Trail Ridge Road
Trail Ridge Road Review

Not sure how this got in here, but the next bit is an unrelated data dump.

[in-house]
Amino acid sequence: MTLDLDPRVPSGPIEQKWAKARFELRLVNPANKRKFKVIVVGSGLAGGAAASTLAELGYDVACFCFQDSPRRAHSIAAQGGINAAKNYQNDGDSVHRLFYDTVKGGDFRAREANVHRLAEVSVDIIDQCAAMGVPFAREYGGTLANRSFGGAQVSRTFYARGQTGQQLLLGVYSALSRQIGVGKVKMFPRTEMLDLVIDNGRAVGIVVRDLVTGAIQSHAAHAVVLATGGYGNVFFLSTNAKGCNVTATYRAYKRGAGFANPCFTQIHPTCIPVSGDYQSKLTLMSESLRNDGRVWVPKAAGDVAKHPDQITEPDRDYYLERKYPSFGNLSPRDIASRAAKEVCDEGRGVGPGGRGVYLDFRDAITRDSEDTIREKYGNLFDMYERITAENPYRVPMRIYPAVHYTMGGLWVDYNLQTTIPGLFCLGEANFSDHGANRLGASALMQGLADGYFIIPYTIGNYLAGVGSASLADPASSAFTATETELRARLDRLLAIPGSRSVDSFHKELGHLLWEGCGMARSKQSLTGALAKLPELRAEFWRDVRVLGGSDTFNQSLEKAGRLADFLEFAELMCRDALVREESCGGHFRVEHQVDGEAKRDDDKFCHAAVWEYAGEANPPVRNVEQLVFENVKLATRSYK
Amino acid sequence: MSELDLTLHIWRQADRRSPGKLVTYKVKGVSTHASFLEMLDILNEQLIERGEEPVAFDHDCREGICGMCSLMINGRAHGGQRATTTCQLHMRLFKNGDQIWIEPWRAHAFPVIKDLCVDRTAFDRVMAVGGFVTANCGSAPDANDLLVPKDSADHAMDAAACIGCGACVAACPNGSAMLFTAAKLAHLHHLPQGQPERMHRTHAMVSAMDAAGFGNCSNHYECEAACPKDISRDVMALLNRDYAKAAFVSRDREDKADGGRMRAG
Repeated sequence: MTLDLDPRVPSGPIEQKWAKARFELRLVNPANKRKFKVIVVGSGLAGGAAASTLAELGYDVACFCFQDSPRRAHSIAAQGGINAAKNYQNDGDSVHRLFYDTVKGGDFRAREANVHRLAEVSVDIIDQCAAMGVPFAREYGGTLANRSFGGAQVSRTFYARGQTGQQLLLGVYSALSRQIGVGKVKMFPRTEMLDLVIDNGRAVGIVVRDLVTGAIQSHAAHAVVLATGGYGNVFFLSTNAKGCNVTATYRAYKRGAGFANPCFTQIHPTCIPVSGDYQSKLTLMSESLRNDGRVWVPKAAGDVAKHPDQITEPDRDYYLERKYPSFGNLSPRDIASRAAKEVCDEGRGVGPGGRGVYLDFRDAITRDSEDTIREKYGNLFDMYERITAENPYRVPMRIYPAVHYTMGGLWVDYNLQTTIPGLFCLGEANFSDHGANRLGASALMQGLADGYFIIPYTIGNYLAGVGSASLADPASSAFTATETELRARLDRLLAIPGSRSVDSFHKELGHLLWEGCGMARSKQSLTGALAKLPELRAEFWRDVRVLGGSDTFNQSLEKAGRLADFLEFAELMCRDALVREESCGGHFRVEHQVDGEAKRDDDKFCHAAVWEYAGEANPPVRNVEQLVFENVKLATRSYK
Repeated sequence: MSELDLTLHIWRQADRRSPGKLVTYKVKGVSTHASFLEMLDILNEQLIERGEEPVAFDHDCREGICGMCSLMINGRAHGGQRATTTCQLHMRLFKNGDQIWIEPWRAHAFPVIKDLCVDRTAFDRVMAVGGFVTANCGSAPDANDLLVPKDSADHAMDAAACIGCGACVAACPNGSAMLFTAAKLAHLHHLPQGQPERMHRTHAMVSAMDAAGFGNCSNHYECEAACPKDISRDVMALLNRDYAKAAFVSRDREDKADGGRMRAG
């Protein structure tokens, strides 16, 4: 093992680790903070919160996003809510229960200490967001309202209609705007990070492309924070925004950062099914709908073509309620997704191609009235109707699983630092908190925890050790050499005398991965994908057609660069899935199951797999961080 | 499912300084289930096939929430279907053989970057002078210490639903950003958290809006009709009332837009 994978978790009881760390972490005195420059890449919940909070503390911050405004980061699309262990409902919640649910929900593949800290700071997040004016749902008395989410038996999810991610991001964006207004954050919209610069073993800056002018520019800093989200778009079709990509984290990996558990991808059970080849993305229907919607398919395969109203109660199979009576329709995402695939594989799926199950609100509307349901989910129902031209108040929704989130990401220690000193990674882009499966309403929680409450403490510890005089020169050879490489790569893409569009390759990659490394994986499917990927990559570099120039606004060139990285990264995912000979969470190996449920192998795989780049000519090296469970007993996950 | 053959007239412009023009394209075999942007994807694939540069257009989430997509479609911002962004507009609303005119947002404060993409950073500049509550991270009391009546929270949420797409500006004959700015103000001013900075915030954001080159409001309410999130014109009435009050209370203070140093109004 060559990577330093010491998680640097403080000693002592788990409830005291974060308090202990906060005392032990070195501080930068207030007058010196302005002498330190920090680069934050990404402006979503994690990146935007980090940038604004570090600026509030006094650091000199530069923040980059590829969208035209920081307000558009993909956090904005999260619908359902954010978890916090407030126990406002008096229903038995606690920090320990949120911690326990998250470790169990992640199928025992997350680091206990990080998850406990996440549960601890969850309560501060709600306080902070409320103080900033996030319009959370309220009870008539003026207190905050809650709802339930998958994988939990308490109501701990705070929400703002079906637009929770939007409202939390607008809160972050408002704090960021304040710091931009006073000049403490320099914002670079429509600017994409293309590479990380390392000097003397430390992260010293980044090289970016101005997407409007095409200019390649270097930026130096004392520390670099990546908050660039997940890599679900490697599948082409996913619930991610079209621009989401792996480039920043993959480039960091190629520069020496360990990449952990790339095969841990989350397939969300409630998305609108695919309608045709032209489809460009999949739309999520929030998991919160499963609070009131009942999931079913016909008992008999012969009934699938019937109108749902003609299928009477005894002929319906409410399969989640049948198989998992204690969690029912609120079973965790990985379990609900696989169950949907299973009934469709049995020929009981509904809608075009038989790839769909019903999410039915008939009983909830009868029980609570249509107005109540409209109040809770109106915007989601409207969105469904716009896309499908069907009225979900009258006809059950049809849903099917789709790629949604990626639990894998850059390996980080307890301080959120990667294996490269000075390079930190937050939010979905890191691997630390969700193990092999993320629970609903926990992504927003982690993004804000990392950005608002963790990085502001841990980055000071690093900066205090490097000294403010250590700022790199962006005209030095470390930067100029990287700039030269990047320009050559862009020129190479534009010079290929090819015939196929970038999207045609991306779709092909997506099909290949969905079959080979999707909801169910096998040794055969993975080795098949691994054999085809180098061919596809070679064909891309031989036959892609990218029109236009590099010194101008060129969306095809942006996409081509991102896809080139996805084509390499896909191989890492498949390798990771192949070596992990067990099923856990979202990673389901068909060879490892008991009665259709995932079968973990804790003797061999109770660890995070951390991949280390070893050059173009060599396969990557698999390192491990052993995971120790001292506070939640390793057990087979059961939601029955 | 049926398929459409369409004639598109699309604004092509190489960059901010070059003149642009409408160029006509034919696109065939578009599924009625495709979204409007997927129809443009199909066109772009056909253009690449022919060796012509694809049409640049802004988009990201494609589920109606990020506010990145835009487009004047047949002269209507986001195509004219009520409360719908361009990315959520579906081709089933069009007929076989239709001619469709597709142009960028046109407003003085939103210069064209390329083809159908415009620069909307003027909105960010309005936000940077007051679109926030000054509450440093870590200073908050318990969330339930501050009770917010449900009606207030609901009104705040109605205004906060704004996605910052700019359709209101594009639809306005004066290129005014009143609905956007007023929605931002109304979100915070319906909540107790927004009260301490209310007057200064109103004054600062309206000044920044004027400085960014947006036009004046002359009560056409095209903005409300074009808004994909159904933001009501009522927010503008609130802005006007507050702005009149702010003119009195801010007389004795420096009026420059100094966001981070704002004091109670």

This is the park's star attraction and the world's highest continuous paved highway, topping out at 12,183 feet. The 48-mi road connects the park's gateways of Estes Park and Grand Lake. The views around each bend—of moraines and glaciers, and craggy hills framing emerald meadows carpeted with columbine and Indian paintbrush—are truly awesome. As it passes through three ecosystems—montane, subalpine, and arctic tundra—the road climbs 4,300 feet in elevation. As you drive the road, take your time at the numerous turnouts to gaze over the verdant valleys, brushed with yellowing aspen in fall, that slope between the glacier-etched granite peaks. Rainbow Curve affords views of nine separate mountain peaks, each more than 10,000 feet high, and of the Alluvial Fan, a 42-acre swath of rocks and boulders (some the size of cars) left behind after an earthen dam broke in 1982. You can complete a one-way trip across the park on Trail Ridge Road in two hours, but it's best to give yourself three or four hours to allow for leisurely breaks at the overlooks. Note that the middle part of the road closes with the first big snow (typically by mid-October) and most often reopens around Memorial Day, though you can still drive up about 10 mi from the west and 8 mi from the east.
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